Hazards of the technical solution
During the French Revolution, a doctor, a lawyer, and an engineer were scheduled to be executed. The doctor was taken to the guillotine, saying his last prayers. The blade dropped, and jammed halfway down. After some discussion, the guards and officials decided to let him go. The doctor went away rejoicing, planning to open a clinic for the poor out of gratitude. When the lawyer was taken to the guillotine, again the blade jammed halfway down. He was also set free. He left happily, planning to devote the rest of his career to pro bono work. As the engineer was led to the guillotine he looked up at the device and said, “You know, I think I see what’s wrong with it.”
It rings true, doesn’t it? Engineers and other technical professionals are drawn to problem solving. In itself, that’s a wonderful thing. But like our colleague with his insight into guillotine maintenance, we can get into trouble if we only consider the technical part of a problem.
Finding the technical solution is fun. The problem is clearly defined, control systems offer a plethora of tools, and the proposed solution can be tested and refined. Given enough time, you might build several solutions, using every block in the control system’s library! But splendid as the control system is, it is only part of a much larger and more complex system.
Your beautiful, elegant, nearly perfect solution will be used by other people. Later in its lifecycle it will be maintained or modified by other people. Processes change over time and their controls must change to match. People who don’t understand what your solution does won’t use it. People who don’t understand how it works won’t or can’t maintain it.
Working in harmony with the larger system that includes operators, maintenance personnel, and production managers leads to more robust solutions. Documentation, particularly any notes you can include in the configuration itself, is your ally. It will continue to vouch for you five years down the road, at 2 a.m., when those other people are troubleshooting. Creating your solution using the form of existing configuration standards will also help you. It will make your configuration easier to follow and easier for other people to understand.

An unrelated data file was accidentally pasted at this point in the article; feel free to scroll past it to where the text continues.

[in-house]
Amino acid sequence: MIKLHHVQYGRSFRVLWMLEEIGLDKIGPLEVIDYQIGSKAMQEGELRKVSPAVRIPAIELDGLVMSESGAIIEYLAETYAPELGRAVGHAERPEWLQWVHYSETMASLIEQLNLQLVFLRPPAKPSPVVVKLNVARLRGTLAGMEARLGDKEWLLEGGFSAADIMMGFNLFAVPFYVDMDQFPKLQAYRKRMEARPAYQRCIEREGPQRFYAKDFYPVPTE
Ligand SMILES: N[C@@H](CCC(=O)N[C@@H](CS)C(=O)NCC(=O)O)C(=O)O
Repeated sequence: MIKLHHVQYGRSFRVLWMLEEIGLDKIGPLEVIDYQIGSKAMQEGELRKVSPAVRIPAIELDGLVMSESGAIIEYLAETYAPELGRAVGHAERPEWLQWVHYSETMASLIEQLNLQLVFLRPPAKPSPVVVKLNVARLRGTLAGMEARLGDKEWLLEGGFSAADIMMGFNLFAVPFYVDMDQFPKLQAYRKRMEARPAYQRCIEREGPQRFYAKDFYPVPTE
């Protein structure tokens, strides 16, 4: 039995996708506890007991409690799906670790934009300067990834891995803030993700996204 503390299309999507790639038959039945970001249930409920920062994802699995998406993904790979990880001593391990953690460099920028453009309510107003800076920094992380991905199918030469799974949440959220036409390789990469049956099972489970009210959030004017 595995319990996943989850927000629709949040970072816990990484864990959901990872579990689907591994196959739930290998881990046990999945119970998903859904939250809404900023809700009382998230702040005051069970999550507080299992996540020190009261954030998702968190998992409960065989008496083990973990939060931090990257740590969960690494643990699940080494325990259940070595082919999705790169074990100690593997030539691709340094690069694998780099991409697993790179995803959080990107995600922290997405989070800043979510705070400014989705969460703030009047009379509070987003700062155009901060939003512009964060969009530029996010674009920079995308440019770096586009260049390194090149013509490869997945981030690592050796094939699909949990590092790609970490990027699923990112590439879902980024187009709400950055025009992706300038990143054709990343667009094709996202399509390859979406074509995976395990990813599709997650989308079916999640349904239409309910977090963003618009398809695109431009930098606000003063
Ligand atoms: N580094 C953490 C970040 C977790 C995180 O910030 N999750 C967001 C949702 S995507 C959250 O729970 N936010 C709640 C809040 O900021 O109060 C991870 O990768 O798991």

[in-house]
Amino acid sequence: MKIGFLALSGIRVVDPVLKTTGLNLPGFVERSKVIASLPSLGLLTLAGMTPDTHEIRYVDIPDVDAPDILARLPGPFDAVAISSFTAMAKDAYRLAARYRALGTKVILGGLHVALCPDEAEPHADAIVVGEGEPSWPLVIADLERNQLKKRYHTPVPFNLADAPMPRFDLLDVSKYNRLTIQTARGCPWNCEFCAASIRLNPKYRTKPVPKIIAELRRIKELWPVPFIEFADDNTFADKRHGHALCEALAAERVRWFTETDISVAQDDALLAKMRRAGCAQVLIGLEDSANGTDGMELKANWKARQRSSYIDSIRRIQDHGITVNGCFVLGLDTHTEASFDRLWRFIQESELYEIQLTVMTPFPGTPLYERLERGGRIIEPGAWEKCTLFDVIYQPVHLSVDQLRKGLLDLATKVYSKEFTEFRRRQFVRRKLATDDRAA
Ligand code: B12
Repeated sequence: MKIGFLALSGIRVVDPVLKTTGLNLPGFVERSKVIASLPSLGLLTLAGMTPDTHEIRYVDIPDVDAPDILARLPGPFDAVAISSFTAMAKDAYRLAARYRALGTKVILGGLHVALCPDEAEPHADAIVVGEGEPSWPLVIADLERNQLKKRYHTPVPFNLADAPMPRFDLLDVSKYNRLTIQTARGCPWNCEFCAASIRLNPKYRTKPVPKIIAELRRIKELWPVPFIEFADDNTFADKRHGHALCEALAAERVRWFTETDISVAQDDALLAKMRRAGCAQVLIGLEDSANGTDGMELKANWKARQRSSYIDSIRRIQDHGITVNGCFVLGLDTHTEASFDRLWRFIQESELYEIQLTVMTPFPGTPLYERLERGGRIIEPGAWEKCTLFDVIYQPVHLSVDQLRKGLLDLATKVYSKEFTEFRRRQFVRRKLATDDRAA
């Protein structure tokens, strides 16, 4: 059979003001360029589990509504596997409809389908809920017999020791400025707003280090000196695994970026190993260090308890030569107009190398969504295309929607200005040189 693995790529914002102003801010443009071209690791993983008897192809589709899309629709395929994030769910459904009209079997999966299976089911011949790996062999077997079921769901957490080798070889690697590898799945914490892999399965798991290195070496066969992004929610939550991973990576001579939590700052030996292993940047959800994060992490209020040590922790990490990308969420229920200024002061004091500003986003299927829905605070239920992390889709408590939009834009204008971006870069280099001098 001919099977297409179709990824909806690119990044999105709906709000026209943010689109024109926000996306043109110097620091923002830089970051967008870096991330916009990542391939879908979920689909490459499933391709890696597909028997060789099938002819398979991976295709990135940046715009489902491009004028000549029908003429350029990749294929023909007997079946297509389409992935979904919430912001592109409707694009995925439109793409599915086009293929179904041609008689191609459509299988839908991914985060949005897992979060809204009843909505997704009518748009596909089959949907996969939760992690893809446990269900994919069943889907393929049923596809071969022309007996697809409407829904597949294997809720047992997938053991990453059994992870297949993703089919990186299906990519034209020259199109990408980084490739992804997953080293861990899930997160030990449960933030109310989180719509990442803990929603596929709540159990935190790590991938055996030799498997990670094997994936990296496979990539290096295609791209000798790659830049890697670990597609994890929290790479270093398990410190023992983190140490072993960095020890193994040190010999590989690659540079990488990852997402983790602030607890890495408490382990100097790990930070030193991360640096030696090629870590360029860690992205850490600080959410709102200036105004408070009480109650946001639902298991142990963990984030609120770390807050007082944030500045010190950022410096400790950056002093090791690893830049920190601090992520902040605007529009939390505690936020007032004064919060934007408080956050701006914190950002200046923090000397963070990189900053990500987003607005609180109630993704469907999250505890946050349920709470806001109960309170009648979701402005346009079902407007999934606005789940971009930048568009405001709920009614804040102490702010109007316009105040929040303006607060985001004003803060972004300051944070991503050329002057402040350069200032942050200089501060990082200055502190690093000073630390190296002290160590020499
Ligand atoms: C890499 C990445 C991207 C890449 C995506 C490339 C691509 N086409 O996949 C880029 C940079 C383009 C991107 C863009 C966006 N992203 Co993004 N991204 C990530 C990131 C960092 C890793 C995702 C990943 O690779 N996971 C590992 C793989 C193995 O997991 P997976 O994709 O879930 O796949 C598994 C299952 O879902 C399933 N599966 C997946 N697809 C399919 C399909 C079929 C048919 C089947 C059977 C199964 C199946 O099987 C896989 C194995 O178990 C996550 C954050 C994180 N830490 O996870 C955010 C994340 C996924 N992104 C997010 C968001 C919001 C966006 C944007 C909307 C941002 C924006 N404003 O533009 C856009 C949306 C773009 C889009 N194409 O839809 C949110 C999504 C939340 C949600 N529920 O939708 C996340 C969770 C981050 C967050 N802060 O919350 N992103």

The operators are also on your team. If they understand how your solution effectively addresses one of their problems, they’ll use it. The production engineers and leaders will more readily approve implementing your solution if they understand the business benefits.
Implementing robust solutions builds your credibility within the larger system. The rest of the team gains confidence by seeing that your solution led to improved operation. Improved operation yielded better business performance. Better business performance usually means more money for your company—a popular outcome. Positive results will smooth the way for your next brilliant solution to a process problem.
Has anyone fixed any guillotines lately?
This post was written by MayAnn Stroup. MayAnn is a senior engineer at MAVERICK Technologies, a leading automation solutions provider offering industrial automation, strategic manufacturing, and enterprise integration services for the process industries. MAVERICK delivers expertise and consulting in a wide variety of areas including industrial automation controls, distributed control systems, manufacturing execution systems, operational strategy, business process optimization and more.